What is sampling space? You can think of it as the coordinate system/space that we will use as the value that we feed to our noise/procedural algorithms. This can be anything that effectively want from a singular value to a n-dimensional location…. In most of our cases we will be using the vPosition or the vUV as our coordinate space, even though there are other special situations that may dictate you use a difference system. You can review this concept starting on page 24 of  where they explain coordinate space with these points:

• The current space is the one in which shading calculations are normally done.
In most renderers, current space will turn out to be either camera space or
world space, but you shouldn’t depend on this.

• The world space is the coordinate system in which the overall layout of your
scene is defined. It is the starting point for all other spaces.

• The object space is the one in which the surface being shaded was defined. For
instance, if the shader is shading a sphere, the object space of the sphere is the
coordinate system that was in effect when the RiSphere call was made to create
the sphere. Note that an object made up of several surfaces all using the same
shader might have different object spaces for each of the surfaces if there are
geometric transformations between the surfaces.

• The shader space is the coordinate system that existed when the shader was in-
voked (e.g., by an RiSurface call). This is a very useful space because it can be
attached to a user-defined collection of surfaces at an appropriate point in the
hierarchy of the geometric model so that all of the related surfaces share the

Which if you ask me is overkill on the explanation. It all boils down to what values you choose to reference when feeding out procedural algorithms. If we have a 3d noise for example we would most likely use the vPosition which is an xyz value for that pixels location in the 3d scene locally, if you used gl_FragCoord, I believe that would be global (do not quote me on this). By making some quick changes to our page and changing the argument that we initialize the objects fragment shader to something like this:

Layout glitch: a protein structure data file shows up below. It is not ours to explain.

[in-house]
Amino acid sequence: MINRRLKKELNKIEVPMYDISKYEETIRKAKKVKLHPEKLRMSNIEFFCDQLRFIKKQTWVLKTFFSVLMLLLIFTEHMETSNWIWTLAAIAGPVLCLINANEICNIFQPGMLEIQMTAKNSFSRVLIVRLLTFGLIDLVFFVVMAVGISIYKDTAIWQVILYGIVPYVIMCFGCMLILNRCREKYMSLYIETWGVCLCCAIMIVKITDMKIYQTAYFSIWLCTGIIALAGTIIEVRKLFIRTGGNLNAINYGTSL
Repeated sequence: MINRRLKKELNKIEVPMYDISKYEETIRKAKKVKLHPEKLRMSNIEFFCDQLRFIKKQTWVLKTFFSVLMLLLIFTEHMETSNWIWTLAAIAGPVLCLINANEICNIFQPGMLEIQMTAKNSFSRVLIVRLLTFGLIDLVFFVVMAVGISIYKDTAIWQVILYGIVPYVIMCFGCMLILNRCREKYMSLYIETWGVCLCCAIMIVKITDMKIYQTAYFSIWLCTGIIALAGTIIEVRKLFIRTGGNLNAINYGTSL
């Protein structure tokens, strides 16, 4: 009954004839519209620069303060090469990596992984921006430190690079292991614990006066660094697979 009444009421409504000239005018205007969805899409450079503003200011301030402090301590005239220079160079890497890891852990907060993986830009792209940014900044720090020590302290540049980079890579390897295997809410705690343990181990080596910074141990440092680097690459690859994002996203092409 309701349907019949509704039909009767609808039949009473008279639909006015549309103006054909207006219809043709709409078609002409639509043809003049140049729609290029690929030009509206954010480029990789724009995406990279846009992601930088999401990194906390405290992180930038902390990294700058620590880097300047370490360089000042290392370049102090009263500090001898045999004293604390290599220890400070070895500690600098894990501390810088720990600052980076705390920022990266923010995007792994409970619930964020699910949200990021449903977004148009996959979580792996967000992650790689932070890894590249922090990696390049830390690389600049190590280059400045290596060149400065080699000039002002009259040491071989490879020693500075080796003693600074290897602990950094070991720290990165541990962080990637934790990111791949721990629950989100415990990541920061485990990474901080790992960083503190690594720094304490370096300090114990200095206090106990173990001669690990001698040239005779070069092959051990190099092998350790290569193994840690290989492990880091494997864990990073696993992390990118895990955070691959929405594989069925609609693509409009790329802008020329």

precision highp float;
//Varyings
varying vec2 vUV;

void main(void) {
vec3 color = vec3(vUV.x, vUV.y, vUV.y);
gl_FragColor = vec4(color, 1.0);
}

With everything in its place we can see now when we refresh the page, a gradient that should look like this: What this is showing us is that our UV is set up correctly, as the lower left corner is black where vUV.x & vUV.y == 0; white where they are 1; Red where x is 1 & y is 0; and finally Cyan where y is 1 and x is 0. We are directly effecting the color by the uv values our very first procedural (explicit) texture!

Modulate

Now that we can have established our coordinate space, how can me manipulate it do to our biding.
There is a collection of methods available to us in glsl, but lets take a look at which ones  mentions starting on page 27.

step

Description:
step generates a step function by comparing x to edge.
For element i of the return value, 0.0 is returned if x[i] < edge[i], and 1.0 is returned otherwise.

We can also define a method that uses the step function to generate what is known as a pulse by doing the following:

float pulse(float a, float b, float v){
return step(a,v) – step(b,v);
}

Which makes everything outside of the range between a-b come up as 1 and anything outside as 0. This gives us the ability to effectively create a rectangle in what ever range we decide.

clamp

Description:
clamp returns the value of x constrained to the range minVal to maxVal. The returned value is computed as min(max(x, minVal), maxVal).

The next method does not have much use unless you are using a coordinate system that has negative values. Normally for sampling coordinates you will want to work in a -1 to 1 range and not a 0 to 1 range, so lets adjust the default vertex shader to have a new varying variable that has the uv transposed to this range.